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Engineering Services

Wastewater Engineering
PROJECT REPORT Industrial Pretreatment

FIELD TEST OF COMPATABILITY OF NON-WOVEN PERSONAL WIPE MATERIALS

Background: Since 2013 Vancouver staff has participated in national efforts with other wastewater utility
representatives, wipes manufacturers and representatives from INDA (the trade association representing non-woven
manufacturers) to assess adverse conditions in sewer systems caused in part or wholly by the presence of non-woven
wipes materials. During this period Vancouver staff has conducted “in-sewer” tests involving marked wipes samples
and observing their conditions treatment plant influent screens.

Summary: Three different brands of Flushable Wipes and One brand of Toilet Paper were soaked and introduced to
The City of Vancouver’s sanitary sewer system at two different locations. All products were taped, numbered, and
then soaked in room temperature tap water before being introduced to each manhole. Seven of each flushable wipe
as well as four samples of the toilet paper were placed in each manhole. The two manholes involved in this test were
similar distances away and both sewer lines were interceptors headed towards the City of Vancouver Westside
wastewater treatment plant. The team then traveled to the treatment plant screening area to observe if any wipes
were caught on the pretreatment screen. Many of the wipes appeared at the screening area and some of them were
still intact.

Project Objective and Purpose

Objective: To determine compatibility of consumer non-woven wipes material in Vancouver’s Publicly-Owned


Treatment Works (POTW), including the collection system and wastewater treatment plant.

Purpose: The purpose of this test is to determine and document compatibility of these “flushable” products in a “real
world”, or more accurately, “real community” setting – the sanitary sewer system. The term “compatibility” is to be
understood that non-food materials placed into the sanitary sewer (i.e. flushing) break down and disperse within a
lateral or quickly (i.e. less than 30 minutes) after entering a public sewer; does not cause blockages in public sewer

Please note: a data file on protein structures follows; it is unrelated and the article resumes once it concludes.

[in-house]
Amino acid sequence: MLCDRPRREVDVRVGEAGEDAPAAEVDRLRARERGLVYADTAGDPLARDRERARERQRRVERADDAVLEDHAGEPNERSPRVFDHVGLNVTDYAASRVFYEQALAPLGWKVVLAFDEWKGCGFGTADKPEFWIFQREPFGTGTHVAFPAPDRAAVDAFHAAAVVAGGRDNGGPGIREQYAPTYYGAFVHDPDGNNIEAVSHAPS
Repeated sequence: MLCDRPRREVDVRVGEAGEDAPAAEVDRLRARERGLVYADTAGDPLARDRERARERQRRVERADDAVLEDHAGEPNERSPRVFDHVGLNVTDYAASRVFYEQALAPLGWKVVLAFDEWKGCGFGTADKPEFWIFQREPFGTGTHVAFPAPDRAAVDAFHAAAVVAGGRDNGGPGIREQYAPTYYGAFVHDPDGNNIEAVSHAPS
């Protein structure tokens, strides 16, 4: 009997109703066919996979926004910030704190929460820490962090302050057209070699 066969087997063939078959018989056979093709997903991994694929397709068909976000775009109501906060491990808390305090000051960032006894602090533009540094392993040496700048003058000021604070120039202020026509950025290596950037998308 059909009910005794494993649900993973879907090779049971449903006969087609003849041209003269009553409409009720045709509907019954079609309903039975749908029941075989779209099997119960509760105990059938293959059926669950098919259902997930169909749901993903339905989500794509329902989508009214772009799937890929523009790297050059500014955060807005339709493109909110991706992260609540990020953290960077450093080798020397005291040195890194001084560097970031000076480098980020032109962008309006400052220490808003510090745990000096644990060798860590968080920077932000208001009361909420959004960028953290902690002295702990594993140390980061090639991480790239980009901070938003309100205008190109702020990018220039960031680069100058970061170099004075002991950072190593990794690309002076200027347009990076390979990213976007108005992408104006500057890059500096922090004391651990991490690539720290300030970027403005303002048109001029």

lines, pumps or other appurtenances; does not cause blockages in pipes at the wastewater treatment plant; does not
cause pass-through or interference with the processes at the treatment plant; does not cause the city to violate its
NPDES permit limits and conditions.

General Test Protocol Summary

For each round of tests, staff attached a 2” by 2” square of pink duct tape to each side of every Flushable Wipe and
then stapled the two pieces of tape together. Each wipe was marked with its code name and the interceptor that it
was dropped in. Seven samples of each variety of wipe were placed into each manhole. Before the wipes entered the
manhole they were soaked in 3 gallons of tap water for 30 minutes.
Personal Wipe Field Test Report
City of Vancouver, WA
June 9, 2016
Page 2

For each round of tests the flushable wipes were preceded by earplugs to get a better idea of flow velocity. Time was
then started and the wipes were put in the manhole less than one minute after. The Wipes were dropped in one at a
time out of the soaking bucket.

Staff then traveled to the Westside treatment facility for the City of Vancouver and waited at the treatment plant
screens. The screens were observed for the pieces of duct tape that appeared on the screen. When the tape was
observed, the screens were stopped and the pieces were gingerly gathered using hand held grabbers. From there